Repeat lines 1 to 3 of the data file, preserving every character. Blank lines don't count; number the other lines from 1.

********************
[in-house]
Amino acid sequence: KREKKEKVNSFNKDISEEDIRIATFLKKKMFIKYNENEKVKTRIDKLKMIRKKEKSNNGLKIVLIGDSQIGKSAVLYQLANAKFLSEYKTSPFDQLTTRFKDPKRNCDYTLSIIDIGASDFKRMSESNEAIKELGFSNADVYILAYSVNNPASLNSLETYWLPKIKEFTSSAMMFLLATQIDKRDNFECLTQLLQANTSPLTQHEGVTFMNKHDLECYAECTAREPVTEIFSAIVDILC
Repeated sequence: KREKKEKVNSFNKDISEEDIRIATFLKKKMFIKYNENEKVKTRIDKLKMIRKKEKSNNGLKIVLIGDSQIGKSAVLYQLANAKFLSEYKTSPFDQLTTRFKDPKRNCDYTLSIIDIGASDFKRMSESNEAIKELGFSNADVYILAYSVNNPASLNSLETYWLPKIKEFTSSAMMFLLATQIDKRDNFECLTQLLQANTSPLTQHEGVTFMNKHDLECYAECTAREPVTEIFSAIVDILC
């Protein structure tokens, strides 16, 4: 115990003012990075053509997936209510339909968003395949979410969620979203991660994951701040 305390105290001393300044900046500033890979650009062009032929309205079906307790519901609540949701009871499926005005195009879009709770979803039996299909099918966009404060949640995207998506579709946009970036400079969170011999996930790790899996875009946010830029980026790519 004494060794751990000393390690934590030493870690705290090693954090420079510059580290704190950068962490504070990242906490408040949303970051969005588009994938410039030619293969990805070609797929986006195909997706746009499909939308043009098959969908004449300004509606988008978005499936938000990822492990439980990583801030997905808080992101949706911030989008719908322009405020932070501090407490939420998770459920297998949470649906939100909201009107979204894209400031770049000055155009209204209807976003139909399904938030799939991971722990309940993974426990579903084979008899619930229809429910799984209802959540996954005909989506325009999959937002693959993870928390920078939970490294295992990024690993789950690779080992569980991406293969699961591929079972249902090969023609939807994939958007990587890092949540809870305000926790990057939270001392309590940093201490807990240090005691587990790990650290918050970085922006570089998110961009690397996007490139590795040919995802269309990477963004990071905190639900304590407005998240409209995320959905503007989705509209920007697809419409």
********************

[in-house]
Amino acid sequence: KREKKEKVNSFNKDISEEDIRIATFLKKKMFIKYNENEKVKTRIDKLKMIRKKEKSNNGLKIVLIGDSQIGKSAVLYQLANAKFLSEYKTSPFDQLTTRFKDPKRNCDYTLSIIDIGASDFKRMSESNEAIKELGFSNADVYILAYSVNNPASLNSLETYWLPKIKEFTSSAMMFLLATQIDKRDNFECLTQLLQANTSPLTQHEGVTFMNKHDLECYAECTAREPVTEIFSAIVDILC
Repeated sequence: KREKKEKVNSFNKDISEEDIRIATFLKKKMFIKYNENEKVKTRIDKLKMIRKKEKSNNGLKIVLIGDSQIGKSAVLYQLANAKFLSEYKTSPFDQLTTRFKDPKRNCDYTLSIIDIGASDFKRMSESNEAIKELGFSNADVYILAYSVNNPASLNSLETYWLPKIKEFTSSAMMFLLATQIDKRDNFECLTQLLQANTSPLTQHEGVTFMNKHDLECYAECTAREPVTEIFSAIVDILC